AbstractIn this paper we study the impacts of climate-induced health shocks on development outcomes and gender inequalities in human capital investment, using evidence from the meningitis belt in sub-Saharan Africa (SSA). The meningitis belt consists of 23 countries in SSA, extending from Senegal to Ethiopia, and making up over 700 million individuals, that are frequently exposed to meningitis epidemics. We investigate the effects of the epidemics in the meningitis belt on reducing parental investment in girls' education and human capital by inducing early marriage of girls in exchange for a bride price to pay
for costs associated with the epidemics. We assemble a new survey dataset over 2018-2019 on bride price in Niger and neighboring Nigeria, two countries in the meningitis belt, to test predictions of our model and examine the impacts of meningitis epidemics on the gender gap in human capital investment through its effect on the bride price and marriage markets in these countries. The paper results will contribute to research on the role of household coping strategies in worsening future gender inequities in the aftermath of climate-induced health shocks.
Health Insurance Coverage among Mexican American Men under the ACA: A Tale of Two States, 2012-2015
AbstractThis study seeks to answer the questions: under two different state-level implementations of the Affordable Care Act (ACA), how did health insurance coverage rates change for Mexican American men, and what contributed to those changes. California and Texas are two states which provide a unique opportunity to assess the insurance coverage of Mexican American under the ACA. Geographically, over 60 percent of the Mexican American population in the nation resides in California or Texas (U.S. Census Briefs, Hispanic Population 2010). Moreover, California chose to expand the state Medicaid program under the ACA provision and build a state health insurance exchange; Texas did not expand the state Medicaid program or to create a state exchange for private health insurance.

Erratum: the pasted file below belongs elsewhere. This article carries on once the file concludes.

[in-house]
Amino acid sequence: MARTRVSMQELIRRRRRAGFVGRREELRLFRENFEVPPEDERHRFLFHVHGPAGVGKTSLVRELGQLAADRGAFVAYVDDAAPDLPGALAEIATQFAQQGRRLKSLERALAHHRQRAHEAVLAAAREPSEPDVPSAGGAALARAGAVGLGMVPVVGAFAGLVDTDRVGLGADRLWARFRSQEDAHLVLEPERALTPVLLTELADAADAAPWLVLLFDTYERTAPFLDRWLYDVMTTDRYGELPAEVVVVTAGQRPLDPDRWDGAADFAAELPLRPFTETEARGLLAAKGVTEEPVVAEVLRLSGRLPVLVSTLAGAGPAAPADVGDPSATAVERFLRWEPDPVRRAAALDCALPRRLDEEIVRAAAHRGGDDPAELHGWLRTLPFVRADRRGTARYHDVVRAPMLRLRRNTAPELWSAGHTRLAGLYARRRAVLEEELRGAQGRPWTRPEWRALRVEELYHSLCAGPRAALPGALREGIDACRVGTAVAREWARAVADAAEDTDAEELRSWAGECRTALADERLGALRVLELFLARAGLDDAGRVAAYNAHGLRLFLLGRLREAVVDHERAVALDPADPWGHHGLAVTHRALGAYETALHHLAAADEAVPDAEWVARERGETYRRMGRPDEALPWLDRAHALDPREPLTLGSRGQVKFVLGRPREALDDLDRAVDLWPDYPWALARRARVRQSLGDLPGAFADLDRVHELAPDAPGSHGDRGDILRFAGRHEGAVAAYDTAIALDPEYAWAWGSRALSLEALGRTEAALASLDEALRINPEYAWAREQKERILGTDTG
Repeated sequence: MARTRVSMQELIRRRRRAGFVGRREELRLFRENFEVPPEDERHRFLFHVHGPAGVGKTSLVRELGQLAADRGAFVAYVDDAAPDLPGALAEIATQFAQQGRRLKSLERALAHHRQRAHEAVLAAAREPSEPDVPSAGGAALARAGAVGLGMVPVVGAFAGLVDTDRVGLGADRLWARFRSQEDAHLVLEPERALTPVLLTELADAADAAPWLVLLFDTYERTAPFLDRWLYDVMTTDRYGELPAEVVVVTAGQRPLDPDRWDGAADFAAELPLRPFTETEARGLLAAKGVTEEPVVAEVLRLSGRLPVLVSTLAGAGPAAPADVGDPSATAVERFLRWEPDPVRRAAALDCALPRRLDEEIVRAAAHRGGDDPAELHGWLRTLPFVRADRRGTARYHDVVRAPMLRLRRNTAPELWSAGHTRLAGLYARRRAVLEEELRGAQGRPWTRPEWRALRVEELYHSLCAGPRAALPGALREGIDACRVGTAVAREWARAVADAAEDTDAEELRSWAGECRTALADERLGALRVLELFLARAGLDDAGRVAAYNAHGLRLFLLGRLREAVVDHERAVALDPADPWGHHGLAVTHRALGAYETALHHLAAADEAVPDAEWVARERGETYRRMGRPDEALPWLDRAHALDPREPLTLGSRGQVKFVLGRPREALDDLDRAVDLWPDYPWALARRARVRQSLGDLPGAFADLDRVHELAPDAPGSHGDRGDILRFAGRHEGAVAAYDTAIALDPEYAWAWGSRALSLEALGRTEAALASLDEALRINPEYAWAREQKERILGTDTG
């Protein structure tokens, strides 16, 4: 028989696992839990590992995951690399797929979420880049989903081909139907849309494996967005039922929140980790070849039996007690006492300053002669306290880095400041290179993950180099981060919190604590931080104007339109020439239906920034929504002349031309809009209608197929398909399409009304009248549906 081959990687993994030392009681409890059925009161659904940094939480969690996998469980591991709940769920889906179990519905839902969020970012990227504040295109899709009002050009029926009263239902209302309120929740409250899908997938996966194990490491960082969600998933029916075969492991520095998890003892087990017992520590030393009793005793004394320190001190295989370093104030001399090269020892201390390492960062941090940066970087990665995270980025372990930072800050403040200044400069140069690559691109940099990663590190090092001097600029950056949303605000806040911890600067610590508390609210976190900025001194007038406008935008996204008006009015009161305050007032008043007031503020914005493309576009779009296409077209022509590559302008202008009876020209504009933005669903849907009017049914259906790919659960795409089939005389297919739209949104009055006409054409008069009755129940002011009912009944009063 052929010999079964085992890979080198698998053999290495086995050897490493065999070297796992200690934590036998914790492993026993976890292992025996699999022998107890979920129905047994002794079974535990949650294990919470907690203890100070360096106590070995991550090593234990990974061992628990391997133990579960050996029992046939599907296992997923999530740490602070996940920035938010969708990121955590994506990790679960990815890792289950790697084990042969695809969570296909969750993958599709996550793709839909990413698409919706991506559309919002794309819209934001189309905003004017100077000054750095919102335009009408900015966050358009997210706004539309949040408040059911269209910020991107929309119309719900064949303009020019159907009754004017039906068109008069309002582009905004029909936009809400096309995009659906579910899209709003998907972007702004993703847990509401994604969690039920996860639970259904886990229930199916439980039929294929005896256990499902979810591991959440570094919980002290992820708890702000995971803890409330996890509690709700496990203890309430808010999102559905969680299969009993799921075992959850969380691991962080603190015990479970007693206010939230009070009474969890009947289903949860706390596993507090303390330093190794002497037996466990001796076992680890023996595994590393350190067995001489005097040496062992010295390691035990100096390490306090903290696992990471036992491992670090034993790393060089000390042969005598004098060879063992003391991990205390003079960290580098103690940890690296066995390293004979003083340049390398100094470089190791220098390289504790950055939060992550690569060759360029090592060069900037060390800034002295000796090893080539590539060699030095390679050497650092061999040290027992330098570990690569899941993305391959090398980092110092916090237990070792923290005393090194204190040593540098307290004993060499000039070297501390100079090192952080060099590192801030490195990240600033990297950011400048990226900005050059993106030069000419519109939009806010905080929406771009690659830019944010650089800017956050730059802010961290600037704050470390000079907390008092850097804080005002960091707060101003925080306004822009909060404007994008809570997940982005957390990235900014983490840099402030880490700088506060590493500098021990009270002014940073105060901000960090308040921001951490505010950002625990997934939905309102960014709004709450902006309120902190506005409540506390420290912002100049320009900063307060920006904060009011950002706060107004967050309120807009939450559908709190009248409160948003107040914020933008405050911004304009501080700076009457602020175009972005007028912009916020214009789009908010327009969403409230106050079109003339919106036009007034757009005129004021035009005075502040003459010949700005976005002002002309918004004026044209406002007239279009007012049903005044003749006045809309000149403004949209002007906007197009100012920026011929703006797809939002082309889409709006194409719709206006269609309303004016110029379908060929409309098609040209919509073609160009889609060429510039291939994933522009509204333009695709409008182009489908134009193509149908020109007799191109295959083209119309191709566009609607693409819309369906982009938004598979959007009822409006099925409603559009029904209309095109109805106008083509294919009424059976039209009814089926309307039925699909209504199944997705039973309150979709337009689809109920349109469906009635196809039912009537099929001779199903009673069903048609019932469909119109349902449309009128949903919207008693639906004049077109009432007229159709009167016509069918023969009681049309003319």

In the United States, the lack of health insurance coverage among Mexican Americans is striking; one in every three Mexican Americans age 64 years and under did not have private or public health insurance coverage prior to the full implementation of the Affordable Care Act (Centers for Disease Control and Prevention, 2012). Among the nation’s uninsured, Mexican Americans accounted for nearly one in every 4 persons without any type of health insurance in 2013 (López, 2015).
We find that Mexican American men in California increased coverage by 14 points (59% to 73%) while in Texas the increase half as large (52% to 59%). The gap in California also closed from 25 points to 18 points after the ACA. In Texas the coverage gap moved from 29 to 27 points. The relative gains in CA decrease to about 5 points in the DDD model when controlling for age, citizenship, English level, health status, income, education, marital status, family size, hours worked, industry and occupation.
- I1 - Health
- H0 - General